Working in the jungle, there are surprises around every corner. Cohen had a few tales about the wildlife she encountered in the jungle. One day while she was excavating, she had what she described as a “very hairy” tarantula pop up out of the ground.
One of her other wildlife encounters didn’t come from the ground, but from above.
“My colleagues and I were excavating, when all of the sudden there two monkeys over us making a lot of noise. Then we noticed some blood started dripping down,” Cohen said. “We realized the monkey had just given birth. It was swinging its baby back and forth. We had no idea what was going on, but a literally monkey gave birth right over us.”
Of all the artifacts Cohen has helped discovered, the most important to her isn’t an artifact at all. For her, it’s the knowledge that there were many people who came before her.
“It is the idea that there were people living and adapting to these really harsh environments. These people were adapting and living there before Spanish and Europeans arrived,” Cohen said. “They were thriving, and there were just so many people. Then, at least 90 percent were killed by the issues of colonialism. There is still so much to learn about them.”
Finally after all her time in Mexico, Honduras and other places, Dr.Cohen found her way to USU. Now, Cohen participates in research and long term teaching here at the university. Some of her classes include Archaeology of Latin America, World Archaeology and Biological Anthropology.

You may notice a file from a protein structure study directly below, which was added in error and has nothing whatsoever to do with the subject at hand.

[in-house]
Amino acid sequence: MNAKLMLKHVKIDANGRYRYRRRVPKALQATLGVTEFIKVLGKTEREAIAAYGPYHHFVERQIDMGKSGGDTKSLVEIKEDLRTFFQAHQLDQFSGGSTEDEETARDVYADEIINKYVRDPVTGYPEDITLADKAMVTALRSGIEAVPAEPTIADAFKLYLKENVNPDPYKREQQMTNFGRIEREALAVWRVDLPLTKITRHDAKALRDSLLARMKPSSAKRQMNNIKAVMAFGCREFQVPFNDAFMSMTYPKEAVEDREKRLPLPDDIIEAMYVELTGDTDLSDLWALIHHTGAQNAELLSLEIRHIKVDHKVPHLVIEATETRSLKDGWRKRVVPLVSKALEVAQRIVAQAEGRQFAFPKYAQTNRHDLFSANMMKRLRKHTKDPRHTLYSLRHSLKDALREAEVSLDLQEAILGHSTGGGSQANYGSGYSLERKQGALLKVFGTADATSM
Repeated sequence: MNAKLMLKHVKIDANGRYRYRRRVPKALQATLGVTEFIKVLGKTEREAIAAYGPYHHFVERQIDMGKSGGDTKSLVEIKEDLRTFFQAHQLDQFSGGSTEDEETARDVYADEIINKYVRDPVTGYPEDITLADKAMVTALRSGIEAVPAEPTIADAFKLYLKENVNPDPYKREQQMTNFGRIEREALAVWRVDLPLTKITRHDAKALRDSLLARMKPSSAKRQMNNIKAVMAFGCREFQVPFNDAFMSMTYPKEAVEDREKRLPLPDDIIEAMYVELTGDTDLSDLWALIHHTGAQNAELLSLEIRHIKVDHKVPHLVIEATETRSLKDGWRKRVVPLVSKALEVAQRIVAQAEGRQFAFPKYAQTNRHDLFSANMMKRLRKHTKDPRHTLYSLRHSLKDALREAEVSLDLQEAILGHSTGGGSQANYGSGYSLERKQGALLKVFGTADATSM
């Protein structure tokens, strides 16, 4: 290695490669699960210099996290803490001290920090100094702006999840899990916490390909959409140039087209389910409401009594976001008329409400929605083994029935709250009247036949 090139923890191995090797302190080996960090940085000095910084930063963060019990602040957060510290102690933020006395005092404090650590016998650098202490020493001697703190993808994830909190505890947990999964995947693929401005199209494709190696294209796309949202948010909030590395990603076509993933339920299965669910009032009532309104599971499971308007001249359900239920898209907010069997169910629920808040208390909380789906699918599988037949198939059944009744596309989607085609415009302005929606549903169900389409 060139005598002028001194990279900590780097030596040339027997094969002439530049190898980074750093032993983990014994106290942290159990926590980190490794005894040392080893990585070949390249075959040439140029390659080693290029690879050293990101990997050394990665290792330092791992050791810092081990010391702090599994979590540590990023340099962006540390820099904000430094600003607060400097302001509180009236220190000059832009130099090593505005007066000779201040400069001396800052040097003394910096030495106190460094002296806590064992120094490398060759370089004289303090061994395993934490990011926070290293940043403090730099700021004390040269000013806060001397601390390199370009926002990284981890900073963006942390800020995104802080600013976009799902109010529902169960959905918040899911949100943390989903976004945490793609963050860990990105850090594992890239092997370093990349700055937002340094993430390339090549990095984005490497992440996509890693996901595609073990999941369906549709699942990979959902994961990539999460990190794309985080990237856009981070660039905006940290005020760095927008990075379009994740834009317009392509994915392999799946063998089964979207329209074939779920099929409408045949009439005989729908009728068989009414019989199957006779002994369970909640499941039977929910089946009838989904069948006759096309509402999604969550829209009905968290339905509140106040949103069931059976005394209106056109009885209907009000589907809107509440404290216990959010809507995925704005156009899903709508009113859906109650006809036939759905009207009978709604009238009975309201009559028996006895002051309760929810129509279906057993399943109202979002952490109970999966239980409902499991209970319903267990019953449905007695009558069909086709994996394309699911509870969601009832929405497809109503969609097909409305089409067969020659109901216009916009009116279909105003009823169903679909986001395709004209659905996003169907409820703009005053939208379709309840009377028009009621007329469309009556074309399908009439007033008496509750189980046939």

Students that have taken classes with Cohen said she has inspired them.
Christie Whipple, a global communications major, took the Archaeology of Latin America class.
“She’s really good at teaching, especially in a small group. She really connected with her class. I respect her as a professor,” Whipple said.
Cohen also enjoys the scenery of Cache Valley. She likes being near the mountains. She also is grateful for the opportunities that this school has given her and other students.
“I like that there are many opportunities for undergrad research here. I went to a lot of big schools and felt I got lost during that process. At Utah State, there is a lot more help with that for students,” Cohen said.
Bethany Budge, a history and anthropology major, is a research assistant with Cohen on a project at Utah State University. She said she enjoys the help Cohen has given her.
“I like how she works with students to figure out the different puzzles that we are going through. She is willing to work together to see the various points of view to find a solution,” Budge said.
Cohen’s life has taken her many places over the years. She said her tough, open-minded, and complicated personality has led her to achieve many different things. She’s learned to pick up some words in many different languages.
“I speak Spanish and French. I can’t say I really speak others, I’ve taken Portuguese, Hindi, a little German, my first language was Indonesian, and I’ve learnt a little Hebrew. I’m not conversational in any of those by any means though,” Cohen said.
One activity that Cohen has always liked to do is travel. She said she liked to travel just for fun and visit museums, restaurants and food trucks as well. It hasn’t always been easy, but it’s been worth it for her.
“The biggest success would be able to travel and sustain myself. It’s not easy at all. I haven’t had a lot of funds or money at certain parts, but being able to figure out strategies to get there is something that has been a success for me,” Cohen said.